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Fog Begins to Lift on Net-Zero Transition

Multiplicity of tools present challenges for investors, exacerbated by lack of consistency on companies’ carbon emissions data.

With little time to waste, the investment community must engage “whole-heartedly” with the data, tools and analytics available today to measure companies’ transition to net-zero greenhouse gas emissions.

Users should work hard to improve their metrics and methodologies, rather than waiting for some “imagined future” where “perfect” information and answers will be delivered, says Adam Gillett, Head of Sustainable Investment at investment consultancy Willis Towers Watson (WTW).

Understanding the just transition to net zero – a systemic and urgent global challenge – is critical to building robust, resilient and high-quality portfolios, he adds, and will be “one of the biggest sources of alpha across all asset classes.”

Having access to the appropriate tools, analysis and data is a key part of institutional investors’ ability to deliver on climate commitments, he says. Emissions might be counted in CO2e, but variations abound and there is no single, definitive metric to adequately measure transition progress. Data and analytics in the climate space are rapidly evolving and will continue to do so.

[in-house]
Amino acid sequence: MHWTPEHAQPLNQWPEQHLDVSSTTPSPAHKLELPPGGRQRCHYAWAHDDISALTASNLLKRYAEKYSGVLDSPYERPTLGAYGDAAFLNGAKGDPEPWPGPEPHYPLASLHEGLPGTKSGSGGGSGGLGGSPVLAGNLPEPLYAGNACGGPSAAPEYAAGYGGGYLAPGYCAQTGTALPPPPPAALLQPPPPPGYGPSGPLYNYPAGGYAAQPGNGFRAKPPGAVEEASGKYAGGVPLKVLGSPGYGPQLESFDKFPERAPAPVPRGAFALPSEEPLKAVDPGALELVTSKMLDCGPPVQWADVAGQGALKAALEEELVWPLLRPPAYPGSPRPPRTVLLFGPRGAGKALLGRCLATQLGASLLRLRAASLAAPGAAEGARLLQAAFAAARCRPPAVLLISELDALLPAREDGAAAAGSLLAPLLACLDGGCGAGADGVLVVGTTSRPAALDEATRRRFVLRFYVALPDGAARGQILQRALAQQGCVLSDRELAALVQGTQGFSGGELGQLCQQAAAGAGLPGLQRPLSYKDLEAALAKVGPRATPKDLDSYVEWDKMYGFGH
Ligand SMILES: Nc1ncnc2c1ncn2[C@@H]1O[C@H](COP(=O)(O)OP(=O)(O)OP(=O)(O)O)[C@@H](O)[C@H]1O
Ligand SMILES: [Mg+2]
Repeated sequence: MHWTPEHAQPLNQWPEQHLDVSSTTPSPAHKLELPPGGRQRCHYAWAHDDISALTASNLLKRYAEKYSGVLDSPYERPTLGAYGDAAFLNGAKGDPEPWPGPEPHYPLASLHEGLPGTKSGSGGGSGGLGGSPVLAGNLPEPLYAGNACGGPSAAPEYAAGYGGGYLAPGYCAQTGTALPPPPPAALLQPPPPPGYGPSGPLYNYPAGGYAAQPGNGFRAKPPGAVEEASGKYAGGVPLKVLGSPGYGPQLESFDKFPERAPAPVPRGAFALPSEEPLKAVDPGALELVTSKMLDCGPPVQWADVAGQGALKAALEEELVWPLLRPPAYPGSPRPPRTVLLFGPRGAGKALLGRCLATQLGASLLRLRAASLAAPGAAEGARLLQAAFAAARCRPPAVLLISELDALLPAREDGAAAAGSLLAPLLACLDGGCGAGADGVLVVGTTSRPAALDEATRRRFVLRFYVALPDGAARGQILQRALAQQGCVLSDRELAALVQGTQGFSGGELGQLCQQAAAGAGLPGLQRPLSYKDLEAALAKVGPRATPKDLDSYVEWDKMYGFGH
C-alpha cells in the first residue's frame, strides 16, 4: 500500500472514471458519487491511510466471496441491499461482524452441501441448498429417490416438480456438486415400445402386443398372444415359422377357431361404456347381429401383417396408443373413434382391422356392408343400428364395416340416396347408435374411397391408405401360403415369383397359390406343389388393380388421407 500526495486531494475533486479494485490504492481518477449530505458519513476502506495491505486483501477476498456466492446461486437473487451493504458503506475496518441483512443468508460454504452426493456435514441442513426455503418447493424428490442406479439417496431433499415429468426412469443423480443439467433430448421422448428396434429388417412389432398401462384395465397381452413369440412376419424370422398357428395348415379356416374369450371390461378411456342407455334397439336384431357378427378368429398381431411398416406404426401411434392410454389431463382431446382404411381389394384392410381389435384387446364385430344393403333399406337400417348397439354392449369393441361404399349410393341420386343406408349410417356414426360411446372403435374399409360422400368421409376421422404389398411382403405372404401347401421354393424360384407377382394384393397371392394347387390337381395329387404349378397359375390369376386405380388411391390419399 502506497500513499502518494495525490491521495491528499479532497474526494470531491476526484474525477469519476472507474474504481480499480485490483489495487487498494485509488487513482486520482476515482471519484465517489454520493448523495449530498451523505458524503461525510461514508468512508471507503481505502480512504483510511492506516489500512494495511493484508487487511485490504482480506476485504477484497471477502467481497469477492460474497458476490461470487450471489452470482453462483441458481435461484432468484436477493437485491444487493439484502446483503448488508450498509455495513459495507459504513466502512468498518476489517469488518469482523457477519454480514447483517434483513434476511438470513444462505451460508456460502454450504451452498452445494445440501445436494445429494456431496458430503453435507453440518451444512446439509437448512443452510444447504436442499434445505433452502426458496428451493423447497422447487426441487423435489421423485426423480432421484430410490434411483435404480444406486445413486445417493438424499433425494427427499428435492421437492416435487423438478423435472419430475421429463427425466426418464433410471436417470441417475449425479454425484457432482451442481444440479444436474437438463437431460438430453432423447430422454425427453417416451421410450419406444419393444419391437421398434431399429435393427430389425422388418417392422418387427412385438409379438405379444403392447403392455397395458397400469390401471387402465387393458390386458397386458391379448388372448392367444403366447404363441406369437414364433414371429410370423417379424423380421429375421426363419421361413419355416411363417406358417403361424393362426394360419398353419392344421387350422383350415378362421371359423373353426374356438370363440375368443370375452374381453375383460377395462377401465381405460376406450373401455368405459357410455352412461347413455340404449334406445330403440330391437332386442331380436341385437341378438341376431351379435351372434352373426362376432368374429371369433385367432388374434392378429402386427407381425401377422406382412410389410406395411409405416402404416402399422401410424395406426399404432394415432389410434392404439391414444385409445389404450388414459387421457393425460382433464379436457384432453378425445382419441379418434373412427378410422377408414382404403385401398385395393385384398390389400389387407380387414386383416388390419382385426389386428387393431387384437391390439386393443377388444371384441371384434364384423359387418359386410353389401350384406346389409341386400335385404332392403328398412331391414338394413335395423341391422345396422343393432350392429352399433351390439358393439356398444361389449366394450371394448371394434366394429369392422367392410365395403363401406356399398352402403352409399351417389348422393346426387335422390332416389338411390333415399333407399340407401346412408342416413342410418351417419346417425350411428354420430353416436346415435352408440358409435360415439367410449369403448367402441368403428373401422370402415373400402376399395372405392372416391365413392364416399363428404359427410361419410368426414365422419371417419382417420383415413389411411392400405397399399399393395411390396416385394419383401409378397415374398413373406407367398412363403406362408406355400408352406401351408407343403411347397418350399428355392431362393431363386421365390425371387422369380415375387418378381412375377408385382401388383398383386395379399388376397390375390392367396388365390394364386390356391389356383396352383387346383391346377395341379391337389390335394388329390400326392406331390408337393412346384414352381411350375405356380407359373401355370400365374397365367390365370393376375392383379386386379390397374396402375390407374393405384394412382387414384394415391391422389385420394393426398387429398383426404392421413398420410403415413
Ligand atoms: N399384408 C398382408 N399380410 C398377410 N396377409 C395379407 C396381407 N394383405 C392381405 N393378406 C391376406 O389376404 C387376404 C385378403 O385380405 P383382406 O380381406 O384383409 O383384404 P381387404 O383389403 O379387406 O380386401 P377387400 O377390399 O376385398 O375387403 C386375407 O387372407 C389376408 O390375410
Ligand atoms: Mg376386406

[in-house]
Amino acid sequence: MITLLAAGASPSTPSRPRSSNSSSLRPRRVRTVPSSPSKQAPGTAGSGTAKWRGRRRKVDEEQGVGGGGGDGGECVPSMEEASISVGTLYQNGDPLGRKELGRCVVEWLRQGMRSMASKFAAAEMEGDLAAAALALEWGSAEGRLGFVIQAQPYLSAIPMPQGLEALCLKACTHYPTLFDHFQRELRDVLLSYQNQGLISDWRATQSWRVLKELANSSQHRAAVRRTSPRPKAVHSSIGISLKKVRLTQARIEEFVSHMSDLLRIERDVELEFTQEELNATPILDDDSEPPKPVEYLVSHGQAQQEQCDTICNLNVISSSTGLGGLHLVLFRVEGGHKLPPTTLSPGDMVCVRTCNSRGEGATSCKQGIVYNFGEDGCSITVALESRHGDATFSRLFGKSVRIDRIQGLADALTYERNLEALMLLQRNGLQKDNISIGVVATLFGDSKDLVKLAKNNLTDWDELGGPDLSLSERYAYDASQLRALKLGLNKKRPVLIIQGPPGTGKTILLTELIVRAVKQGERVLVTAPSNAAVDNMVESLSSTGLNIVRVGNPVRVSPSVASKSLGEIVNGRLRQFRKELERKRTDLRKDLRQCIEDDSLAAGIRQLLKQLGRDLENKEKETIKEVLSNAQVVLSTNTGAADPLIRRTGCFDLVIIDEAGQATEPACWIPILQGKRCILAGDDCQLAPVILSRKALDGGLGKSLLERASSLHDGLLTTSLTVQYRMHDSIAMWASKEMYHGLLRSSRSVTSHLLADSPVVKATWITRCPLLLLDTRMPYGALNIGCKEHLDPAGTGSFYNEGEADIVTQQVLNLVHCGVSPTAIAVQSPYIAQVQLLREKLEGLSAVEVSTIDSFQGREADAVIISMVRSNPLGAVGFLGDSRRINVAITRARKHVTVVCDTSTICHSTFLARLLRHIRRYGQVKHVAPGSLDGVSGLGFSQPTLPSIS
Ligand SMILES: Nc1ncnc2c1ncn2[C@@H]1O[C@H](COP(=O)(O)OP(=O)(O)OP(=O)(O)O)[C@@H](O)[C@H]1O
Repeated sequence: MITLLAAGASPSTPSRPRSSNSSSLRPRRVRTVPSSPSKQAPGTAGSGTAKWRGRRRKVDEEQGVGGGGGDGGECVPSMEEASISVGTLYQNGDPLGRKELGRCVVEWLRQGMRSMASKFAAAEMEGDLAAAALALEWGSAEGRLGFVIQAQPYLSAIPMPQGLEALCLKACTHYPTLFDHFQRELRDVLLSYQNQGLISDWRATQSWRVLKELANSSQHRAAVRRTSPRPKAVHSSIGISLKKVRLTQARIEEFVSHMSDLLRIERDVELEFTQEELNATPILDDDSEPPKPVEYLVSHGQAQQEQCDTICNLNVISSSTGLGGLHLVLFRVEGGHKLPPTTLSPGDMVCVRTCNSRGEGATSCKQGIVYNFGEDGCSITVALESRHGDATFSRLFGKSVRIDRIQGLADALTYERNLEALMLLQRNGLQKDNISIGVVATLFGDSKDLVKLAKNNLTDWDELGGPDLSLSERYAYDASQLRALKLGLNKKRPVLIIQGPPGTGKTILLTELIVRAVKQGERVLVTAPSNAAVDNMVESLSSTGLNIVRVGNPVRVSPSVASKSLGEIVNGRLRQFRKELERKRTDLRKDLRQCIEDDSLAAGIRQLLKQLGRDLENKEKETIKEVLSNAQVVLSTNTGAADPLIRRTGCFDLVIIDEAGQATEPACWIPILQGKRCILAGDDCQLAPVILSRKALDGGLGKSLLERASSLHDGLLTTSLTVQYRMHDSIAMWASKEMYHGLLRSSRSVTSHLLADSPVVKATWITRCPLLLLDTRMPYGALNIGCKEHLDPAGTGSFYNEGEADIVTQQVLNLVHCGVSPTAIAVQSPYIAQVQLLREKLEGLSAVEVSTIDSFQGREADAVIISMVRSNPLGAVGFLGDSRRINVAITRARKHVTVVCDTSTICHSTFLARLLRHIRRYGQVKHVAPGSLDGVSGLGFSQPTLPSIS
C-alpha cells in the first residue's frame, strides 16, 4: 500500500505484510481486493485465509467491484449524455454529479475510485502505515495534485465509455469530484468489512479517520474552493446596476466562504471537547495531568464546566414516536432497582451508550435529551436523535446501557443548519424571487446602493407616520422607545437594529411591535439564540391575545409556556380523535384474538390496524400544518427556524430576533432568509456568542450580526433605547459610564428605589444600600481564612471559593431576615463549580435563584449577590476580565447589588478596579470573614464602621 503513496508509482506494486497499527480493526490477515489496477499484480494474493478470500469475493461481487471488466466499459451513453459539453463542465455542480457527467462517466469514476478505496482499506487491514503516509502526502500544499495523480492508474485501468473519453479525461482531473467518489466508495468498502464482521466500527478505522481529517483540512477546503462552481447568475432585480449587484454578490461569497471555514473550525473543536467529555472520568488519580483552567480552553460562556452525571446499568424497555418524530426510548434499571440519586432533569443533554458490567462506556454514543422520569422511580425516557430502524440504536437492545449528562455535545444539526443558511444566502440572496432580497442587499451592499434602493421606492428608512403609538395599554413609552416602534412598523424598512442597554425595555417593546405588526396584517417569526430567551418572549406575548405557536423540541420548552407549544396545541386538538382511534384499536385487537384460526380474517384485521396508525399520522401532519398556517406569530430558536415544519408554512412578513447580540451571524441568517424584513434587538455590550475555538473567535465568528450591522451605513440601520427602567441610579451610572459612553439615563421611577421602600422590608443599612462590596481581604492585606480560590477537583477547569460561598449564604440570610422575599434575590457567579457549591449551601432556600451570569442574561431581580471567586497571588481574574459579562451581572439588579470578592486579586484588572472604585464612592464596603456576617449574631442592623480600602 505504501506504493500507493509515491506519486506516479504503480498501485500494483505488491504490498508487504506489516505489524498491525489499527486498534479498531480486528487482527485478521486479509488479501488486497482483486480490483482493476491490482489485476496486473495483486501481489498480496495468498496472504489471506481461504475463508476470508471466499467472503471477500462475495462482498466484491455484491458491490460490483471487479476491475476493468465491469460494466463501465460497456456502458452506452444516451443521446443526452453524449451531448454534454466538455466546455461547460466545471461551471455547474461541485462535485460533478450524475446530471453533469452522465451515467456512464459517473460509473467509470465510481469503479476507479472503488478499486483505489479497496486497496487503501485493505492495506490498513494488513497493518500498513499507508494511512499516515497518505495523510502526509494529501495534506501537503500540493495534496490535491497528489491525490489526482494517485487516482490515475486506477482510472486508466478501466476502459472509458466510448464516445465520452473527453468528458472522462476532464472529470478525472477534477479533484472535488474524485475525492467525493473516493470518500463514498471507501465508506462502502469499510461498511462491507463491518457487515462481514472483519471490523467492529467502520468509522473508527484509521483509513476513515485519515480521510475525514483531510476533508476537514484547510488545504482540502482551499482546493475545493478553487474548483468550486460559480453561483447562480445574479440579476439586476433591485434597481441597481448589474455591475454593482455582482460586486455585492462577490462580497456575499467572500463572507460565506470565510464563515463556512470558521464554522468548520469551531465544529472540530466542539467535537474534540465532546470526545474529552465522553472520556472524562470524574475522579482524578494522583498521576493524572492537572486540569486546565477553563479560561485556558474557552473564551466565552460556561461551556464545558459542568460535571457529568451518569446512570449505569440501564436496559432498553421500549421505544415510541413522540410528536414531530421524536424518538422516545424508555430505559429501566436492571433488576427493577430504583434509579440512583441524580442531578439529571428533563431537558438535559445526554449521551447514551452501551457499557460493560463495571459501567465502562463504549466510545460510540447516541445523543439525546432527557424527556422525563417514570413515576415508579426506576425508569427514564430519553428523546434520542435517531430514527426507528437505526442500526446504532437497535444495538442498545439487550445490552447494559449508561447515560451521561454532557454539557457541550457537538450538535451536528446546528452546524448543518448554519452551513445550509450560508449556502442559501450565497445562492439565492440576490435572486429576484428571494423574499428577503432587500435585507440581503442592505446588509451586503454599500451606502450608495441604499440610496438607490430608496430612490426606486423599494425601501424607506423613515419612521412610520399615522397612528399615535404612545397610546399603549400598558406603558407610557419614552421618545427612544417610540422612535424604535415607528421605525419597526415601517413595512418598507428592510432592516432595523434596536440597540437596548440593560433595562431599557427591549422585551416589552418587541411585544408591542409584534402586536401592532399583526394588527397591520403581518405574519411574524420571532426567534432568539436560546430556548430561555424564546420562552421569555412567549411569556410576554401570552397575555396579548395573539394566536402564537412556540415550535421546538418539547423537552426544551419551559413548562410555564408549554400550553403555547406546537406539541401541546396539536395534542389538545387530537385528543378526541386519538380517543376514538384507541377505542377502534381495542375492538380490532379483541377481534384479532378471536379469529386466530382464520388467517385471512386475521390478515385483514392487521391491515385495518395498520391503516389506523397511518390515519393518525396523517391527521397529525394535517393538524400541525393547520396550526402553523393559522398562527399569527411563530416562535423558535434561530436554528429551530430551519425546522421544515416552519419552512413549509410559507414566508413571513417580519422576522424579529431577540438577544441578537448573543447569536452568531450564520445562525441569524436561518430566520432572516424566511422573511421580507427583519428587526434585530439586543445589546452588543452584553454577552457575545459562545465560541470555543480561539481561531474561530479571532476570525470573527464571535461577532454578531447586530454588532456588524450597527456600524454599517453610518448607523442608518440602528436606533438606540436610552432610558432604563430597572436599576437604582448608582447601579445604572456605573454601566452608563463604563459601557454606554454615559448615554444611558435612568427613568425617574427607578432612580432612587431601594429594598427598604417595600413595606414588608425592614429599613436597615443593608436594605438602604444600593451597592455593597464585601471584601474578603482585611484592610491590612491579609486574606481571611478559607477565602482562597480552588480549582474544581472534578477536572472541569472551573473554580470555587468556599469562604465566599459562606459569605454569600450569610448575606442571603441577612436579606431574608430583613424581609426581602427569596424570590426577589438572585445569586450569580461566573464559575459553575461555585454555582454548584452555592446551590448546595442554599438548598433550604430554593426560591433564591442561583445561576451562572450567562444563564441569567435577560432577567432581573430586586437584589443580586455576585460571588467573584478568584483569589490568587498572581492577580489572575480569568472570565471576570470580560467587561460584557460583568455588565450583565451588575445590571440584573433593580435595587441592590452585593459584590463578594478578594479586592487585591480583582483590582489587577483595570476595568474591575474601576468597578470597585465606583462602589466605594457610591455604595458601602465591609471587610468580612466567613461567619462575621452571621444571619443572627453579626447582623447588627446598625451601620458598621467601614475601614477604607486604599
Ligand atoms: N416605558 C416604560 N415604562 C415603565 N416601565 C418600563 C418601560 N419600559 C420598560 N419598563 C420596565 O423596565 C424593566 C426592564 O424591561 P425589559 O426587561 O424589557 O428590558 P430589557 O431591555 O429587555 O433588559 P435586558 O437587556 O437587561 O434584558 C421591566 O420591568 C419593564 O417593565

To support asset owner clients, WTW is investing in analytics, including for company-specific climate transition value-at-risk modelling. Gillett says many current tools are limited in their assessment of the “true financial risk” investors are exposed to, including the extent to which that is reflected in market pricing.

Other tools recently launched include MSCI’s Net Zero Tracker, which provides a quarterly gauge of climate change progress across a global universe of 9,300 publicly listed companies based on the MSCI All Country World Investable Market Index, and Arabesque’s suite of Climate and Regulatory Solutions.